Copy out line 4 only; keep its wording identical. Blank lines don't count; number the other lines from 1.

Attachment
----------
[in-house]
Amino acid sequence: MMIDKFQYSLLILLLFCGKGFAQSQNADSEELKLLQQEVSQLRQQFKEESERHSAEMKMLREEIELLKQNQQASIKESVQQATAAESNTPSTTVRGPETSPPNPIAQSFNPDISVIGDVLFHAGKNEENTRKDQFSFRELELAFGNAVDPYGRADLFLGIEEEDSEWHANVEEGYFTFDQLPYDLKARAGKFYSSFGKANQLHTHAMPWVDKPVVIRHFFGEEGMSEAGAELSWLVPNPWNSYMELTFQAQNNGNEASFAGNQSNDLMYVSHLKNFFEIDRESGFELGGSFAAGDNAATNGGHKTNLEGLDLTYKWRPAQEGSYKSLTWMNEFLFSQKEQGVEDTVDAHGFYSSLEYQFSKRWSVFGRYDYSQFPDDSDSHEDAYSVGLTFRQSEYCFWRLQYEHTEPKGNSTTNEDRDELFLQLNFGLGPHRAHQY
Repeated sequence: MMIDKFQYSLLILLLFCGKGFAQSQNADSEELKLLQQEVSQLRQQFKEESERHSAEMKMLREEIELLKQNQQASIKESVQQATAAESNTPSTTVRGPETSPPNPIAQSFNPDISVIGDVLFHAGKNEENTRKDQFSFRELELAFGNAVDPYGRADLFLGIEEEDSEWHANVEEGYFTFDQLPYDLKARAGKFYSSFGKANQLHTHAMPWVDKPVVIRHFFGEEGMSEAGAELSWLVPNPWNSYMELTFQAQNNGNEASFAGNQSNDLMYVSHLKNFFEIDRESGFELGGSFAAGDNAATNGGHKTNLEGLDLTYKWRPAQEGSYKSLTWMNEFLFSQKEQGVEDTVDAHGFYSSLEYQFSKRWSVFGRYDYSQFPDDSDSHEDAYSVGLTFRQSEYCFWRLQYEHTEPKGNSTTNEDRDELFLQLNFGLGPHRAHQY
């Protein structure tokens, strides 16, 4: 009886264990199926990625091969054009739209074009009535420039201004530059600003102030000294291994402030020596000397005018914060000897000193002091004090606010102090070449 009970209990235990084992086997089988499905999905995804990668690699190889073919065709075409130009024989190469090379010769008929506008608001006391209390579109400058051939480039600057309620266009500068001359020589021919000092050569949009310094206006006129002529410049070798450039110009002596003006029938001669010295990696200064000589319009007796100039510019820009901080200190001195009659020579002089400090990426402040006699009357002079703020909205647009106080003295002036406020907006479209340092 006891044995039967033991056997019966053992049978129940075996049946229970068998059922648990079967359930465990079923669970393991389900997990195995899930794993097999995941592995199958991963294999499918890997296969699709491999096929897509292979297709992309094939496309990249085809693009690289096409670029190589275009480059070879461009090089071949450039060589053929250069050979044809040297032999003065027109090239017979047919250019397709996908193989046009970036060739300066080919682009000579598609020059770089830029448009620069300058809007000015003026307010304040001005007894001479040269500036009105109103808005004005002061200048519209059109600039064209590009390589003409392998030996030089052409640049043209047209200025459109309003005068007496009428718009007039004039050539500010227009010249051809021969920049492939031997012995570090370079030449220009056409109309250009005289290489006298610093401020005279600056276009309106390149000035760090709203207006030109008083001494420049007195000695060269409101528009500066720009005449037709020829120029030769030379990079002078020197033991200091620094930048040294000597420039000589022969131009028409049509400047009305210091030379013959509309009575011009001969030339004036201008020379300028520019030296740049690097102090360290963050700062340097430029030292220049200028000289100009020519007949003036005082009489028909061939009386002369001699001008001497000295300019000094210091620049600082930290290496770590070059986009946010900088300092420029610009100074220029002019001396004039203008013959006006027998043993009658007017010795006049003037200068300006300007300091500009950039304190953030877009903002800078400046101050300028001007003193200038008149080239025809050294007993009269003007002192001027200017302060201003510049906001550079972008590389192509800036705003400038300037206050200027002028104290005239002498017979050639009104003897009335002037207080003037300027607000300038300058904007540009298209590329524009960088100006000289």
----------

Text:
């Protein structure tokens, strides 16, 4: 009886264990199926990625091969054009739209074009009535420039201004530059600003102030000294291994402030020596000397005018914060000897000193002091004090606010102090070449 009970209990235990084992086997089988499905999905995804990668690699190889073919065709075409130009024989190469090379010769008929506008608001006391209390579109400058051939480039600057309620266009500068001359020589021919000092050569949009310094206006006129002529410049070798450039110009002596003006029938001669010295990696200064000589319009007796100039510019820009901080200190001195009659020579002089400090990426402040006699009357002079703020909205647009106080003295002036406020907006479209340092 006891044995039967033991056997019966053992049978129940075996049946229970068998059922648990079967359930465990079923669970393991389900997990195995899930794993097999995941592995199958991963294999499918890997296969699709491999096929897509292979297709992309094939496309990249085809693009690289096409670029190589275009480059070879461009090089071949450039060589053929250069050979044809040297032999003065027109090239017979047919250019397709996908193989046009970036060739300066080919682009000579598609020059770089830029448009620069300058809007000015003026307010304040001005007894001479040269500036009105109103808005004005002061200048519209059109600039064209590009390589003409392998030996030089052409640049043209047209200025459109309003005068007496009428718009007039004039050539500010227009010249051809021969920049492939031997012995570090370079030449220009056409109309250009005289290489006298610093401020005279600056276009309106390149000035760090709203207006030109008083001494420049007195000695060269409101528009500066720009005449037709020829120029030769030379990079002078020197033991200091620094930048040294000597420039000589022969131009028409049509400047009305210091030379013959509309009575011009001969030339004036201008020379300028520019030296740049690097102090360290963050700062340097430029030292220049200028000289100009020519007949003036005082009489028909061939009386002369001699001008001497000295300019000094210091620049600082930290290496770590070059986009946010900088300092420029610009100074220029002019001396004039203008013959006006027998043993009658007017010795006049003037200068300006300007300091500009950039304190953030877009903002800078400046101050300028001007003193200038008149080239025809050294007993009269003007002192001027200017302060201003510049906001550079972008590389192509800036705003400038300037206050200027002028104290005239002498017979050639009104003897009335002037207080003037300027607000300038300058904007540009298209590329524009960088100006000289």